I'll also repeat the call I regularly make on the forums: if you have a project where the events are not running fast enough, send it to me and I'll see if the engine can be optimised. I very rarely get sent anything, even after specifically asking for it. Often I'm sent something which is clearly a different problem. For example just recently a user was blaming Construct 2 for being slow and asking about native exporters, and it turned out they had disabled WebGL and asm.js physics and forgotten about it. This kind of thing is very common. In a few cases I have been sent something and have actually managed to optimise the engine accordingly, or at least suggest faster alternatives. The rarity of this combined with the frequency of mistakes or the real cause being something that would be no different with native tech is a powerful motivation for us to stay with HTML5 technology.
Render cells demo with 30,000 sprites. Not many games look like this! Note Construct 2 could still render the green viewport area at 60 FPS.
There are some extreme cases though where a native engine really would benefit. Inevitably someone will try to create something like a gigantic effect with ten thousand particles all each individually reacting to some input as a key game mechanic, and it might not work out super-fast. However I don't think that many games are designed like this. If you really need this kind of mechanic, maybe you do need a more specialist tool. For the vast majority of games though, I feel that the engine we have will perform well.
Some people want everything to be as fast as humanly possible simply because it's cool. I used to think like that too! However it was a mistake we made with Construct Classic: in a mad effort to make everything insanely fast, we added so many twists and tricks in the engine that in the end it was pretty buggy and never really worked properly. A user whose game runs 10% faster is a bit happier, but a user whose game fails to run at all is incredibly unhappy. We learned the hard way: reliable software is better than faster but less reliable software.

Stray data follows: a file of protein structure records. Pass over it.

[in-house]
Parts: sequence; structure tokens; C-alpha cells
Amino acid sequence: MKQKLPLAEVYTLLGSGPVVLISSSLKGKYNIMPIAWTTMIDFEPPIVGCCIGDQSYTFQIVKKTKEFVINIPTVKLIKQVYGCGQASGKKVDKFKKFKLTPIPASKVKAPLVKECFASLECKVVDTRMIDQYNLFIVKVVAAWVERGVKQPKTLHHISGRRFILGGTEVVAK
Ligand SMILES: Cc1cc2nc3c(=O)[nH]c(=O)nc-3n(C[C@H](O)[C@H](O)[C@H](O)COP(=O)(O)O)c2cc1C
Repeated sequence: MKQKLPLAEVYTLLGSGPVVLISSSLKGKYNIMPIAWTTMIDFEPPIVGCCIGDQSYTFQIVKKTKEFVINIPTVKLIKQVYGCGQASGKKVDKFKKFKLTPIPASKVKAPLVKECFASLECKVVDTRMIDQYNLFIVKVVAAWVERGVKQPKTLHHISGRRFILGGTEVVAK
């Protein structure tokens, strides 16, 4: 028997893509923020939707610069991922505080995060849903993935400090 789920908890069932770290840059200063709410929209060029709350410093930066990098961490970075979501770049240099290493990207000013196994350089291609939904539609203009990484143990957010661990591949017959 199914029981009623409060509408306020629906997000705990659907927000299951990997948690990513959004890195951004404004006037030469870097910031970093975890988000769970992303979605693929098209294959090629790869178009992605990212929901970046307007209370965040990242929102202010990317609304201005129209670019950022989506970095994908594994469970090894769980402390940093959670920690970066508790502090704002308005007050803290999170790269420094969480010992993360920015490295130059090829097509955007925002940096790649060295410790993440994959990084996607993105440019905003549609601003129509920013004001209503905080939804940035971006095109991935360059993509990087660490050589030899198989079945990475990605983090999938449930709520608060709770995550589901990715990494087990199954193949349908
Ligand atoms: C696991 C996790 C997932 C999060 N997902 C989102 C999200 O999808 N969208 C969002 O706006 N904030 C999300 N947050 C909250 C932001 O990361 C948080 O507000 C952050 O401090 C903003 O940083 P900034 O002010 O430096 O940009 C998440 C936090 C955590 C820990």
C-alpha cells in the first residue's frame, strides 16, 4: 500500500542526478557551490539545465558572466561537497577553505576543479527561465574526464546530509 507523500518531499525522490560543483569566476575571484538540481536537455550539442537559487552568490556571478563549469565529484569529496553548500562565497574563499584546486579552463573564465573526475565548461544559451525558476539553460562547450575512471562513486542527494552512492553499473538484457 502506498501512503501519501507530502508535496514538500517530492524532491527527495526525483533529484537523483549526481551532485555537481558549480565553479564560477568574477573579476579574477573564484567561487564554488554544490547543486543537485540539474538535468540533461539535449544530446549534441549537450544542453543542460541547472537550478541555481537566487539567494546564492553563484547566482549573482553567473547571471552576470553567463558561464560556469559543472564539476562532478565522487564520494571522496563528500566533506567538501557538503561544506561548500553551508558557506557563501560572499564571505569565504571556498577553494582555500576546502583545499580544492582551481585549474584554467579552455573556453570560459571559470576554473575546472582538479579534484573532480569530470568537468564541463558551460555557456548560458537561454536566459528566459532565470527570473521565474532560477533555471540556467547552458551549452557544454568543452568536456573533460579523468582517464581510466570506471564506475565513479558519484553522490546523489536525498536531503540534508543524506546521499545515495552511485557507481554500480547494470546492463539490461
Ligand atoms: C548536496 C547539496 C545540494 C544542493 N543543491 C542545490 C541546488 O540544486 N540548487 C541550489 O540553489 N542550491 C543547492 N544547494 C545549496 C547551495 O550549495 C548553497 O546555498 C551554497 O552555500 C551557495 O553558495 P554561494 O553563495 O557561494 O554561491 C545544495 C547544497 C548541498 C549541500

Even if events could be considerably faster with a native engine, it's worth looking at the downsides.
The big issue here is we are a small team, and a native exporter per platform would mean maintaining perhaps 7 separate codebases (HTML5, Windows/Win32, Windows/UWP, Mac, Linux, iOS, Android), assuming we dropped some of the lesser-used options. I think it is reasonable to assume this would take 5 times more work to develop: in many cases the platforms require different programming languages, APIs and tooling, and a very significant portion of development work is bug fixes (remember those nearly 5000 closed reports) which will have to be handled per-platform - there will only be a few cases of being able to share identical code. For example even just on Windows, the UWP APIs are considerably different to tranditional Win32. Say we release updates typically every 2-3 weeks; this would be equivalent to updates coming maybe 4 times a year instead; we could still be on Construct 2 r46, not r230. I honestly think this would have had a transformative negative impact on the product development. There simply would not be the broad, deep set of features Construct 2 has today.
On top of that, some other tools try to gloss over the difficult bits and simply don't even try to support all the built-in features on all platforms. This is even moreso the case with third-party developers, who often will release an addon for one or two platforms, and nothing else - who could expect them to do more if they're working in their spare time? This can end up with nightmarish support matrices where each platform is a completely different patchwork of supported features. This can make porting your work between platforms a huge headache, or just impossible, despite the advertised cross-platform capability. On the other hand in Construct 2 everything from WebGL shaders to your favourite third-party plugin will work everywhere from iOS to Xbox One. (Some features do depend on browser support still - but where support is missing, often it is only a matter of time for a browser maker to fill in the gap.)
New platforms would deepen the problems above, and involve months of up-front development time to add support in the first place. Our Windows 10 exporter, and the subsequent Xbox One support, both came within weeks of the official release, giving you early access to the opportunity of a new platform. This kind of rapid reaction to the market is impossible with separate codebases.
Due to all this work, we'd probably have to adopt a similar pricing model to other tools, where you pay extra for every platform you want to export to. Construct 2 is far cheaper than many alternatives with the same export capabilities. In short, native exporters could make Construct 2 a lot more expensive.